Police Use Tear Gas to Disperse Protesters Outside of Trump's Arizona Rally

Protesters reportedly threw objects at the police and minor scuffles broke out between protesters and Trump supporters at the event

Phoenix police uses tear gas to disperse protesters outside of a Donald Trump rally in Phoenix, Arizona, August 22, 2017.
Matt York/AP

Protesters engaged in minor scuffles and shouting matches with President Donald Trump supporters on Tuesday as hundreds of people lined up to get inside a rally that marks his first political event since the violence in Charlottesville, Virginia.

Police used smoke grenades and tear gas to disperse them after they started throwing objects at officers.

A half-dozen people showed up outside the speech with military-style rifles and fatigues to join the protests against him.

Protesters raise their hands after Phoenix police used tear gas to disperse them outside of a Trump rally in Phoenix, Arizona, August 22, 2017.
Matt York/AP

Members of the Redneck Revolt describe themselves as an anti-fascist group who are offended by the president's policies and comments in the aftermath of the racial violence of Virginia. A man who identified himself as "John Brown" carried an AK-47 and said he was there to protect the anti-Trump protesters. Arizona allows people to carry weapons openly.

"People in the crowd have begun throwing rocks and bottles at police. They also dispersed some gas in the area," Phoenix Police Department spokesman Sergeant Jonathan Howard said.

"Police have responded with pepper balls and OC [oleoresin capsicum] spray in an attempt to disperse the crowd and stop the assaults," he said. Police have not given an estimate of the number of protesters who turned out for the event, but Arizona media said there were several thousand people.

Phoenix leaders are on high alert in the aftermath of the deadly protests in Virginia and the president's comments last week about both sides having blame for violence at the white supremacist rally. Mayor Greg Stanton called on the president to not hold the rally here so soon after the trouble in Charlottesville.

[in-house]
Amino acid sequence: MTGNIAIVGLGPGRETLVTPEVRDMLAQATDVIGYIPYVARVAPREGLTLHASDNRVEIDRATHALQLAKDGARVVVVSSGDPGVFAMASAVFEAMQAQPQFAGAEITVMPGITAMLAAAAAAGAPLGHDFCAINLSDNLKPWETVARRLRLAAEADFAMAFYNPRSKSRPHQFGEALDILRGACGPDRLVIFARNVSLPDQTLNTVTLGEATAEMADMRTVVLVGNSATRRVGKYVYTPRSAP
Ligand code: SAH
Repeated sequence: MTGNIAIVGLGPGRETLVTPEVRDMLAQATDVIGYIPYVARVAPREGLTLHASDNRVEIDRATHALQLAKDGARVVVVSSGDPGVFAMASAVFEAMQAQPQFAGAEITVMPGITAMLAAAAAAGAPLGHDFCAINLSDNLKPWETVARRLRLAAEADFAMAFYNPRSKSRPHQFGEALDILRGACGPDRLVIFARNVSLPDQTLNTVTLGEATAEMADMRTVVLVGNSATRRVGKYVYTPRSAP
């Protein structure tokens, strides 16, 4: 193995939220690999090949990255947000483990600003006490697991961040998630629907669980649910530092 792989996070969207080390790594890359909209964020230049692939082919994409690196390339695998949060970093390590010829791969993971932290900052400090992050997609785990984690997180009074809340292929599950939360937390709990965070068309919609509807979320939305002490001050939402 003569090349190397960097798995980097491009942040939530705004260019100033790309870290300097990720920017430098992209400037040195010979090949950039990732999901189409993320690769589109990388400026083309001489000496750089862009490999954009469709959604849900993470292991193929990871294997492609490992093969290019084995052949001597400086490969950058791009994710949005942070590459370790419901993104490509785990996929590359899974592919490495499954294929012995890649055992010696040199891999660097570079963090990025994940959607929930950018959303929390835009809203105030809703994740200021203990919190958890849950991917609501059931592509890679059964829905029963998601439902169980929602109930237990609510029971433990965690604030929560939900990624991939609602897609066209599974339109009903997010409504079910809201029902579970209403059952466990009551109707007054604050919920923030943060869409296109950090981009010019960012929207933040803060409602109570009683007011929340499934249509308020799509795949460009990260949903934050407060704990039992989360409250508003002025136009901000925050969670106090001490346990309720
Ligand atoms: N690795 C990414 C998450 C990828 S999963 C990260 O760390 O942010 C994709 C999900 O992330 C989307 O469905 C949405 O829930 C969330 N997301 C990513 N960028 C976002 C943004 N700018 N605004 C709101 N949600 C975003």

The demonstrations outside the Phoenix Convention Center were largely peaceful and police kept the protesters and Trump supporters on opposite sides of the street behind barricades and a line of officers.

That didn't stop the two groups from shouting at each other — in a few cases with offensive language — and some skirmishes broke out. At one point, a Trump supporter and protester shoved each other. In another exchange, the two groups shouted at each other before moving on.

Pro-Trump supporters face off with peace activists during protests outside a Donald Trump campaign rally in Phoenix, Arizona on August 22, 2017.

State Democratic leaders urged people who want to show their opposition to the president's policies to gather at a city-designated free speech zone near the site of the Phoenix Convention Center rally. State Democratic Party Chair Alexis Tameron joined other party leaders in urging peaceful protests.

The message to protesters echoed those coming from law enforcement and Stanton. Stanton said he expects protesters to be "civil, respectful and peaceful." Police Chief Jeri Williams says First Amendment rights will be supported but criminal conduct will be swiftly addressed.

Tucson Vice Mayor Regina Romero told reporters at a Tuesday morning news conference organized by the Mi Famila Vota organization that the groups "refuse to idly stand by while Trump destroys everything America stands for."

Pro Trump supporters face off with peace activists during protests outside a Donald Trump campaign rally in Phoenix, Arizona on August 22, 2017.

"We need to raise our voices against Trump's racism, assaults on civil rights, horrific border wall and attacks on public lands, our environment and working families," Romero said.

Meanwhile, several hundred Trump supporters lined up at the Convention Center, with some arriving before dawn for the 7 p.m. rally.

"It's been on a bucket list of mine, since he became the president," said Kingman resident Diane Treon, who arrived at 4 p.m. "I wished I had attended one of his campaign rallies before he became president and I wanted to go to the inauguration. And truthfully it was the protests that kept me away."

Treon said she wishes protesters "would be a little more peaceful instead of violently rioting, which is happening in so many places" but isn't overly worried.

"I don't think the Phoenix Police are going to stand down and throw us out in the wind," she said. "I really think they're going to keep us safe."